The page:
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So, in both of the above layouts, the visible border of the tile on the border mosaic tile transition to wood flooring matches the border of the tile on the back wall.

In these next two, I ignored the room's center point, and matched the tiles at edge of transition to consist of full tiles and 1/2 tiles. In the first one, the centerline of the room runs through the center of a 1/2 tile, and in the second it runs trough the length of a full tile:

1/2 tile centered on transition border:

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Full tile centered on transition border:

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I like the last one best, although it will mean having some pretty small triangles of tile in each corner of back wall.. 1 5/16" x 1 5/16" x 1 13/16" triangle in each corner... once baseboard is installed, only a 1/8 inch bit of this triangle will be visible next to tiny run of 1/8" grout line:

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Any problems with this last option? Are those tiny triangle tiles in the corners gonna cause me problems, or nothing to worry about ?

Oooh, I can't wait to get this done.

Future Kitchen with last of above layout options:

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Last edited by ONC_ben; 03-15-2018 at 01:49 AM. Reason: adding measurement detail and additional picture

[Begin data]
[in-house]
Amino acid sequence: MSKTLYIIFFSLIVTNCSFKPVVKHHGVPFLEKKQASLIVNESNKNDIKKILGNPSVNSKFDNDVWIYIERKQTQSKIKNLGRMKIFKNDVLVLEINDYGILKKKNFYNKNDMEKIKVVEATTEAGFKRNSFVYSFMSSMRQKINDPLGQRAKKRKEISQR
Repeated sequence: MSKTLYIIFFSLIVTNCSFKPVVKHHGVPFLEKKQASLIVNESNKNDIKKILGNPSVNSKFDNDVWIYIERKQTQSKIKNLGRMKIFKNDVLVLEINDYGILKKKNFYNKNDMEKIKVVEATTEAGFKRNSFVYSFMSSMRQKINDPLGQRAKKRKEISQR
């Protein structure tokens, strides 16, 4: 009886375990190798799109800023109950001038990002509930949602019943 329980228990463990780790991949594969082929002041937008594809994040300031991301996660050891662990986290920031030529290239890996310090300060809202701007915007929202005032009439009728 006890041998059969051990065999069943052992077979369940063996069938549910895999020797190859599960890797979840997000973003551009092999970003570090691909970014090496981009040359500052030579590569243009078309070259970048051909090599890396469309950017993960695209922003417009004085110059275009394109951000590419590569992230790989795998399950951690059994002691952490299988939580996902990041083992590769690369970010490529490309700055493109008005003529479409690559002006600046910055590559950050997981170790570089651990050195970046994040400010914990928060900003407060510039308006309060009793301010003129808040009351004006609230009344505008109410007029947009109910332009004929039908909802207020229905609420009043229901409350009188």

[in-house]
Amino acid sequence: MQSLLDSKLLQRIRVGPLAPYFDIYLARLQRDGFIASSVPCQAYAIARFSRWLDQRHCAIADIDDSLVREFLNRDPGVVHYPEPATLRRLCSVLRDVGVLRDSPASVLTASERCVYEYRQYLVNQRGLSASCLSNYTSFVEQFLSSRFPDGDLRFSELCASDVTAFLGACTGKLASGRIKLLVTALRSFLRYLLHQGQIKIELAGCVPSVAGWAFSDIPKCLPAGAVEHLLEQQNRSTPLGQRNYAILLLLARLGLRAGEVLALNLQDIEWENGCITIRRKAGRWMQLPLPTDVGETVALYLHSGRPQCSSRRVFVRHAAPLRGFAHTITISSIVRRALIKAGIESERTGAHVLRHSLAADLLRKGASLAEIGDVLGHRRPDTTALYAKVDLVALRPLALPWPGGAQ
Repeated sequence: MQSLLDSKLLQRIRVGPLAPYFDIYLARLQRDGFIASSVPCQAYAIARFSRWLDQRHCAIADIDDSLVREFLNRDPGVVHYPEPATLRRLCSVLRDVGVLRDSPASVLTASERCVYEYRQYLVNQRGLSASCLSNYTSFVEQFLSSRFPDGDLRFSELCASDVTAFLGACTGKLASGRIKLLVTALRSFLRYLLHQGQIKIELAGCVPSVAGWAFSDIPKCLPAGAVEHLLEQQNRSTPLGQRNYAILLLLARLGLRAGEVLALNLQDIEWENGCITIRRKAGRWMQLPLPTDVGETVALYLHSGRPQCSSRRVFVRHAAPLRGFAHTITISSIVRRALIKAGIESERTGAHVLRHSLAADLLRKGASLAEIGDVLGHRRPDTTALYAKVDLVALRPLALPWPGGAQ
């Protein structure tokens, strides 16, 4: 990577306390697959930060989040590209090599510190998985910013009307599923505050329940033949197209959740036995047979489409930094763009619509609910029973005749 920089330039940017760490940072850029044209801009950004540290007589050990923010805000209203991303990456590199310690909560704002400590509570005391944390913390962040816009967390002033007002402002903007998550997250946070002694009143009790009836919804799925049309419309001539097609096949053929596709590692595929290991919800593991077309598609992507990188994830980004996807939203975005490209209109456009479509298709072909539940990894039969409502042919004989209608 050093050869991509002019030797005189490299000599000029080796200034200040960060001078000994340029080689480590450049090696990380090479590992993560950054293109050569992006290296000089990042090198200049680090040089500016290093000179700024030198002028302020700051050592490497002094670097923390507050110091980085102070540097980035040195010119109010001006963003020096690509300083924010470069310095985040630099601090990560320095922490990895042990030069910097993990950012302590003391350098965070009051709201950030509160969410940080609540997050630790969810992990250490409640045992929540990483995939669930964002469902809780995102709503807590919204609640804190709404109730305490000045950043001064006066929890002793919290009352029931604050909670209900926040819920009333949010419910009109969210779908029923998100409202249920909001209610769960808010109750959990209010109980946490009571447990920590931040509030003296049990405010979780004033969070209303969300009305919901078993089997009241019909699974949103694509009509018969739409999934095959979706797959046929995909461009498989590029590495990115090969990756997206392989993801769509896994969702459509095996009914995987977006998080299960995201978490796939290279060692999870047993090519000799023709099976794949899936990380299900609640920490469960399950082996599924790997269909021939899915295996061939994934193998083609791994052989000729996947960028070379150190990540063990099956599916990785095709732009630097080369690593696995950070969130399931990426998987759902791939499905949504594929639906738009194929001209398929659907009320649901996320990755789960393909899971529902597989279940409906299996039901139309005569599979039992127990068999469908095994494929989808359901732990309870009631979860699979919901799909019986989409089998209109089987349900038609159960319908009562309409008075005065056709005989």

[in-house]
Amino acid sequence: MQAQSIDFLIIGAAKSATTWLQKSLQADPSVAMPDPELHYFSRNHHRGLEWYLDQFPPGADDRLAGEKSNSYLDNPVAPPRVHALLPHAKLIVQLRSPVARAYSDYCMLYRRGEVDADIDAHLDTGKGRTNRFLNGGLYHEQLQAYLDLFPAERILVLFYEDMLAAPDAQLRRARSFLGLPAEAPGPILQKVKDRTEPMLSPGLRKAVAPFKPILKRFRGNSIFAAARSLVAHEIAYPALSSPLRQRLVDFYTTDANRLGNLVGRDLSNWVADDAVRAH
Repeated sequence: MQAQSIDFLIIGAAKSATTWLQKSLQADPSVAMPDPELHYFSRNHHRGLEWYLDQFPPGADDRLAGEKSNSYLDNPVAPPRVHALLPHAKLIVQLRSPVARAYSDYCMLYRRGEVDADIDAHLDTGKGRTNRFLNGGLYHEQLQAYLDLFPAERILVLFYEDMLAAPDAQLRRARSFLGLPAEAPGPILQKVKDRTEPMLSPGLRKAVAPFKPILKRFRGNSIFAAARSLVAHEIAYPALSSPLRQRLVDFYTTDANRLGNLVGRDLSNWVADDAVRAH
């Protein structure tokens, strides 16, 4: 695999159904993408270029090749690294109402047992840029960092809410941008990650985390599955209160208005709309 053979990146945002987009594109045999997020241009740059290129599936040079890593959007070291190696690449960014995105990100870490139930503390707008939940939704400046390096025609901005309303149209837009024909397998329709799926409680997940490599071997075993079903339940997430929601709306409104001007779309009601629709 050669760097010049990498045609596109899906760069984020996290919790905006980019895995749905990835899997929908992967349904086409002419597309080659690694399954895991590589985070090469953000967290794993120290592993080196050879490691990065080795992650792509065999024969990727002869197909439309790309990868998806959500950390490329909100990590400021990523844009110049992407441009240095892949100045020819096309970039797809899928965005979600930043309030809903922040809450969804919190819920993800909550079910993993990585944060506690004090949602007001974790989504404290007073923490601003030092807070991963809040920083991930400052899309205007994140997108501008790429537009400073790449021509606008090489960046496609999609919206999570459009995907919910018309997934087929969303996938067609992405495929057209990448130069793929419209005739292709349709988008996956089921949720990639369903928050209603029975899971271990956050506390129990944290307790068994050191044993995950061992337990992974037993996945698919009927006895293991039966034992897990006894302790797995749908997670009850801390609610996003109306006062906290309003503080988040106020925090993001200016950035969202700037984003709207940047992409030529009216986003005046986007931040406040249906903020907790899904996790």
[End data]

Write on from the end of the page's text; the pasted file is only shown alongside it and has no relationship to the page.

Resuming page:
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Old 03-15-2018, 08:51 AM   #25
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Your models are based on the room being square (i.e. a rectangle), have you checked whether that is true?

Cheers, Wayne
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Old 03-15-2018, 02:14 PM   #26
ONC_ben
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Room measures to within 1/8" identical on diagonals from opposite corners. pretty darn square.
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Old 03-15-2018, 04:06 PM   #27
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what software did you use to create that floor flatness diagram?
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Old 03-17-2018, 12:46 AM   #28
ONC_ben
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I used free version of SketchUp.

I chose overhead view and turned off camera perspective for a flat 2-D printout.